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Docbook XSL stylesheets v1.66.0 has been released yesterday. It's a huge (9Mb) collection of XSLT stylesheets for transforming Docbook documents into HTML, XHTML, XSL-FO (PDF), HTML Help and Java Help. They are well designed by XSLT experts such as Norman Walsh and extremely well tested by huge and diverse Docbook community. You know what I mean? I hope Microsoft testers responsible for the System.Xml will finally try to test .NET XSLT implementation against Docbook stylesheets before they ship - it's a shame that only after .NET 1.1 SP1 XslTransform stopped to barf on Docbook HTML stylesheets (and it's still unable to compile Docbook XSL-FO stylesheets... ouch, is it 2004 or 1999?).

Happy New Year! Shana tova umetuka!

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Today it's Rosh HaShanah holiday in Israel - the Jewish New Year. The new 5765 year starts on the sunset. As a matter of interest, in Hebrew years are written in letters, not digits, e.g. new 5765 year is written as תשס״ה. It's not really that Israel lives accordng to this calendar nowadays, it's more a matter of tradition, but it's national holiday (actually solid couple of weeks of holidays), so happy new 5765 year to everybody! Shana tova umetuka!

Here is nice comic picture I got (it says "Happy New Jewish Year" in Russian):

Well, GotDotNet seems to be down sometimes :). Just in case here is alternative download location for the EXSLT.NET 1.1:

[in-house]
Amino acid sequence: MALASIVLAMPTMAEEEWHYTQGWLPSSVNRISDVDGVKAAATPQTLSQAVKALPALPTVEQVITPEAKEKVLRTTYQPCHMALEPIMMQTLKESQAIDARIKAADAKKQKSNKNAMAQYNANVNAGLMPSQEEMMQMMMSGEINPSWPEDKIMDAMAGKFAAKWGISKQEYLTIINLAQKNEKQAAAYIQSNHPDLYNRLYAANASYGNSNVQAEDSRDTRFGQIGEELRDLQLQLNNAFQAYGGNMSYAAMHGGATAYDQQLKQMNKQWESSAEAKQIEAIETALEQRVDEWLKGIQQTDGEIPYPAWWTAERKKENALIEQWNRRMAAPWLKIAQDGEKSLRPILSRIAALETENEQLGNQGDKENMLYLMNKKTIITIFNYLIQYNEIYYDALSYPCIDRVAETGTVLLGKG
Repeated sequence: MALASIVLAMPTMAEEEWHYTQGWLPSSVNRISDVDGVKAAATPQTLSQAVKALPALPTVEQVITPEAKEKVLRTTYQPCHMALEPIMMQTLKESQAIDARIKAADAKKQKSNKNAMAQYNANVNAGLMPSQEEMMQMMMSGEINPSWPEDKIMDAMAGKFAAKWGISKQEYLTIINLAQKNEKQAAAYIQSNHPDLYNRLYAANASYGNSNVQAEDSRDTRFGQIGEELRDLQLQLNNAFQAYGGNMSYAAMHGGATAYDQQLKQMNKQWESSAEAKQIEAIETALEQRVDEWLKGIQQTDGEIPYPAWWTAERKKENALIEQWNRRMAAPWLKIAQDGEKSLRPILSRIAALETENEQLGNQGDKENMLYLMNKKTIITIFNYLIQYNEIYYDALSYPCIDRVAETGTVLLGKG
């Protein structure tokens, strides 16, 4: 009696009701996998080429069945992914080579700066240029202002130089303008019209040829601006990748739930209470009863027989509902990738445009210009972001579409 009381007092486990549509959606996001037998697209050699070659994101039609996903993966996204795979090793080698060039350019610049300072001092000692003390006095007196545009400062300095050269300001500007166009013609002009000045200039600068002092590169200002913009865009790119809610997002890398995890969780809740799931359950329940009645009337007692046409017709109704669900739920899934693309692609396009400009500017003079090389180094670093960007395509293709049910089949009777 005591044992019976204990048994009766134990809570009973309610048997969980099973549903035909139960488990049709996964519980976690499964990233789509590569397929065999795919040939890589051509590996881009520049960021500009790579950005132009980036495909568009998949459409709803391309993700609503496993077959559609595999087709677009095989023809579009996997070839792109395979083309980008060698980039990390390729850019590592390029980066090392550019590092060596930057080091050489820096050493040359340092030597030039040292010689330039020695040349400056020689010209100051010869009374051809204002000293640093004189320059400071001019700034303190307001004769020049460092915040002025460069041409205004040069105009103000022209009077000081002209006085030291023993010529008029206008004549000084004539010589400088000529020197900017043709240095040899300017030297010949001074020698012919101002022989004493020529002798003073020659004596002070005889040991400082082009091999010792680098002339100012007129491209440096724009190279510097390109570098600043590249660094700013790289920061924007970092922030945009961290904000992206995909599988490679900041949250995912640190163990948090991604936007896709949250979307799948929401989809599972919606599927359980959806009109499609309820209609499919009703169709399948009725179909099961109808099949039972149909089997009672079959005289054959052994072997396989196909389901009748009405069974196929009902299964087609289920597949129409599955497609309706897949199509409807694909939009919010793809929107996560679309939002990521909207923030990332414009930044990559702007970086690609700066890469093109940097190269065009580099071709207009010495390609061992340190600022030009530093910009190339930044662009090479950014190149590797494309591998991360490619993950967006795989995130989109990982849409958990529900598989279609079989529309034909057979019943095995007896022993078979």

EXSLT.NET 1.1 released

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Here we go again - I'm pleased to announce EXSLT.NET 1.1 release. It's ready for download. The blurb goes here:

EXSLT.NET library is community-developed free open-source implementation of the EXSLT extensions to XSLT for the .NET platform. EXSLT.NET fully implements the following EXSLT modules: Dates and Times, Common, Math, Random, Regular Expressions, Sets and Strings. In addition EXSLT.NET library provides proprietary set of useful extension functions.

Download EXSLT.NET 1.1 at the EXSLT.NET Workspace home -
EXSLT.NET online documentation -

EXSLT.NET Features:

  • 65 supported EXSLT extension functions
  • 13 proprietary extension functions
  • Support for XSLT multiple output via exsl:document extension element
  • Can be used not only in XSLT, but also in XPath-only environment
  • Thoroughly optimized for speed implementation of set functions

Here is what's new in this release: